A way of life: Flooding in public schools

Schools usually have systems in place in case of floods. In the case of San Antonio Village Elementary School, the coordinator monitors the situation outside the school during heavy rainfall and he reports to the principal. The principal has the authority to suspend classes, even before the announcements of DepEd and the city mayor. If the suspension happens after all the students are already inside the premises of the school and there’s a flood outside, the kids are kept inside the school until parents arrive. If floods have not subsided, barangay authorities lend motorized vehicles, called kuliglig, or their two speedboats to help transport the students, parents, and teachers to higher ground.

Barangay San Antonio owns 3 motorized vehicles called kuliglig (shown above) and two speedboats that the school sometimes uses to transport students and teachers during floods.

Barangay San Antonio owns 3 motorized vehicles called kuliglig (shown above) and two speedboats that the school sometimes uses to transport students and teachers during floods.

Schools also submit a strategic plan for disaster risk reduction and management to DepEd annually. In the case of long-term solutions to flooding, Dulay said that elevating the roads may not be a practical solution. “Hindi naman kasi practical yung sasabihin mong papataasan lang. Kung papataasin mo kasi yung kalsada, saan pupunta yung baha? Ang pinaka-maganda diyan, ayusin ang drainage palabas,” he said.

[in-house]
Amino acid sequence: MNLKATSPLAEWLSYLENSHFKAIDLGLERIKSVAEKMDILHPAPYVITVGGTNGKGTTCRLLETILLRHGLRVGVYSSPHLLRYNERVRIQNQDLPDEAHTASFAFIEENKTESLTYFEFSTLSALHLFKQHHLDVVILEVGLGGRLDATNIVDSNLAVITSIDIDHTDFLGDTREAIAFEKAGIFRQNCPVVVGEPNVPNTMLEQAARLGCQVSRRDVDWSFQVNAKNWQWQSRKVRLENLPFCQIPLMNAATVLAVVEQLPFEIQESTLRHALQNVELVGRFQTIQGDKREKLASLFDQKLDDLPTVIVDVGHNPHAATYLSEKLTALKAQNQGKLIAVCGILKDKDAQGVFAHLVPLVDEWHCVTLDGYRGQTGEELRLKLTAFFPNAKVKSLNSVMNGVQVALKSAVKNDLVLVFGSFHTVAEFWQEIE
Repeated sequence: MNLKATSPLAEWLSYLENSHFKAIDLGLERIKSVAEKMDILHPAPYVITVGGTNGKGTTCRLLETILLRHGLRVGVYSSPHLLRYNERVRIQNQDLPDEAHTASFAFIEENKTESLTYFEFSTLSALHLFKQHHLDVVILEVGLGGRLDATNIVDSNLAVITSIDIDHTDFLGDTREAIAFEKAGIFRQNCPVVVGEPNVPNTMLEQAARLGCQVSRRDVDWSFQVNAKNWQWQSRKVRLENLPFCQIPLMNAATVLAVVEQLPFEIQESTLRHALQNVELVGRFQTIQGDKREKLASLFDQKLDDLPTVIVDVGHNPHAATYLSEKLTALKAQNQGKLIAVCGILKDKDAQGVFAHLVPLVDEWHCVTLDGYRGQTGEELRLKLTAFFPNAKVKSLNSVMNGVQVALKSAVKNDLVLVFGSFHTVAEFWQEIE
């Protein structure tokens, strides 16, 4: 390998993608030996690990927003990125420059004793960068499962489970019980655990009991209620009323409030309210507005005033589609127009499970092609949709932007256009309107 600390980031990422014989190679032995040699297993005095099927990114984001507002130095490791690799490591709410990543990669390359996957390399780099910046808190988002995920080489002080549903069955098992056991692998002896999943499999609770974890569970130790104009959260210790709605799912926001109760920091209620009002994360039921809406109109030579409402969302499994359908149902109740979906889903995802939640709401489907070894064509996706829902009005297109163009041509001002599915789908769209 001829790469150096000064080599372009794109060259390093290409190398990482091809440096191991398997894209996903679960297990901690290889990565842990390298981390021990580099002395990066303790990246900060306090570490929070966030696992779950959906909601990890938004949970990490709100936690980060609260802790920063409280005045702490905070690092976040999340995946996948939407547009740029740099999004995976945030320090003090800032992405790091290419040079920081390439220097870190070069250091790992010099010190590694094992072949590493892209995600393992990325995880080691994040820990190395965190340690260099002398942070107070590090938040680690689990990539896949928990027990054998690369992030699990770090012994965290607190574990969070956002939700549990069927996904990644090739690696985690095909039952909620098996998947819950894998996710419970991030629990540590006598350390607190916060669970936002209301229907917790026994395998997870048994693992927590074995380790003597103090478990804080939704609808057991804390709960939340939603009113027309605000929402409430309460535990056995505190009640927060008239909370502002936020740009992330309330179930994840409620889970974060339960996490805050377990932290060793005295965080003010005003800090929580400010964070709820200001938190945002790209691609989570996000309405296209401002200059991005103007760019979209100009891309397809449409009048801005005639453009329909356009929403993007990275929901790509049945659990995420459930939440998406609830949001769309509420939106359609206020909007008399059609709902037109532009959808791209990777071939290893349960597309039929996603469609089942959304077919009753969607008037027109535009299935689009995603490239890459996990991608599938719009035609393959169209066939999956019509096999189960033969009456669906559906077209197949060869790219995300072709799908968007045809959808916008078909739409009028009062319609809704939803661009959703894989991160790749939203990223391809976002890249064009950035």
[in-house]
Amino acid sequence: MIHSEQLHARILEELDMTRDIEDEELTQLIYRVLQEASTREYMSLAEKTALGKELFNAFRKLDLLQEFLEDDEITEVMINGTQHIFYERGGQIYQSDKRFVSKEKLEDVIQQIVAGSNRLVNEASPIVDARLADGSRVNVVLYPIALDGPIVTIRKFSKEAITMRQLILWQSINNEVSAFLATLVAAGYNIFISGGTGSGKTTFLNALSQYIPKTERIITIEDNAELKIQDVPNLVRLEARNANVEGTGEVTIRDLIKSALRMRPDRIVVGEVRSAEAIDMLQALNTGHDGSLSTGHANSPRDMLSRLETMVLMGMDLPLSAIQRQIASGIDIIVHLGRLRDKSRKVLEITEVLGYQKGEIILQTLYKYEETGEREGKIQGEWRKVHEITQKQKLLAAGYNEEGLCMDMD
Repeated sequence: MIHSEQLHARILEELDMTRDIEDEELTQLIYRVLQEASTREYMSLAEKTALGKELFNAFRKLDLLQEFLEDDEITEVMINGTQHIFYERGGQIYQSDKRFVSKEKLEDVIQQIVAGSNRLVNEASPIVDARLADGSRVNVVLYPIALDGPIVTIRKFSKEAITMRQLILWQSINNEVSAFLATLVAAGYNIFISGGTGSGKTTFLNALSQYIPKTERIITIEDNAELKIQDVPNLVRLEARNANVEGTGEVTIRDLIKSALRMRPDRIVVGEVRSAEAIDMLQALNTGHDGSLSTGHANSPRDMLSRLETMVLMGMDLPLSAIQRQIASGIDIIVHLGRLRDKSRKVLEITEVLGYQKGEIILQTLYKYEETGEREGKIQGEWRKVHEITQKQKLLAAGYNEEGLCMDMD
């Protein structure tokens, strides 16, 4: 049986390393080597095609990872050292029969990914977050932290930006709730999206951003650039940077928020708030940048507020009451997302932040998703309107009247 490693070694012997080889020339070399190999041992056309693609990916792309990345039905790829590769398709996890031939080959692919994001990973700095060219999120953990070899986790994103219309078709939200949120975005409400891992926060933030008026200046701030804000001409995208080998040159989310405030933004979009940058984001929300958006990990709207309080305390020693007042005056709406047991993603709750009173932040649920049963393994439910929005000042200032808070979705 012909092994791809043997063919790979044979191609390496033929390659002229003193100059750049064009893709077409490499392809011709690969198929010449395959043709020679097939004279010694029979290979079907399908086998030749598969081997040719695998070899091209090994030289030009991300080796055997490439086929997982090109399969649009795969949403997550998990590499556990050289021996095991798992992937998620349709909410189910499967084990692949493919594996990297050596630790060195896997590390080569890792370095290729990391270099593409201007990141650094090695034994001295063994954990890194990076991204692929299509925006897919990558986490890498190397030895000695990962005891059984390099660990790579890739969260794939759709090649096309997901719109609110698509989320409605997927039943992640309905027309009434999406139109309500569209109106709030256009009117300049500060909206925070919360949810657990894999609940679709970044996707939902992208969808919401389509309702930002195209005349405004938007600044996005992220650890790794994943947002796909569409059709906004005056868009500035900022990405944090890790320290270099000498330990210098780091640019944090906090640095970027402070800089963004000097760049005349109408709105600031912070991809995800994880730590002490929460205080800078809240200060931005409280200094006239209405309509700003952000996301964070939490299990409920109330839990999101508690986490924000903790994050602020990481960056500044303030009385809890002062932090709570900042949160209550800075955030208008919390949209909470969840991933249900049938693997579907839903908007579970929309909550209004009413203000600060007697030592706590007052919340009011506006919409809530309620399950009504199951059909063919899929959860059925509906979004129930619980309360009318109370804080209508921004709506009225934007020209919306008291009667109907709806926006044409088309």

(It's not practical to just elevate roads. If roads are elevated, where does the flood go? The best way is to repair the drainage going out.)

The rains will keep coming

Schools have to contend with floods on a regular basis, it is their job to keep small children safe and to protect their learning from potential negative impacts of having school days canceled. Long-term solutions are largely not within their control, because solutions to flooding in an area should be informed by responsible and competent land use and urban planning, which is a function of local governments. It must surely be a priority for these local governments to have long-term plans in place to protect our children from hazards presented by their environment. – Rappler.com

This analysis was supported by a research grant from the UP EIDR Grant C06-013. The authors thank DepEd for providing the data. The analyses contained and views expressed are of the authors alone and do not reflect the views of DepEd or UP.

Jenna Mae Atun is a lecturer at the Department of Communication at the Ateneo de Manila University where she teaches communication research. She is also pursuing a masters in Development Economics at the UP School of Economics.

Clarissa C. David is a Professor at the UP College of Mass Communication and a fellow of Social Weather Stations Inc. She is also the 2015 Outstanding Young Scientist awardee for social science.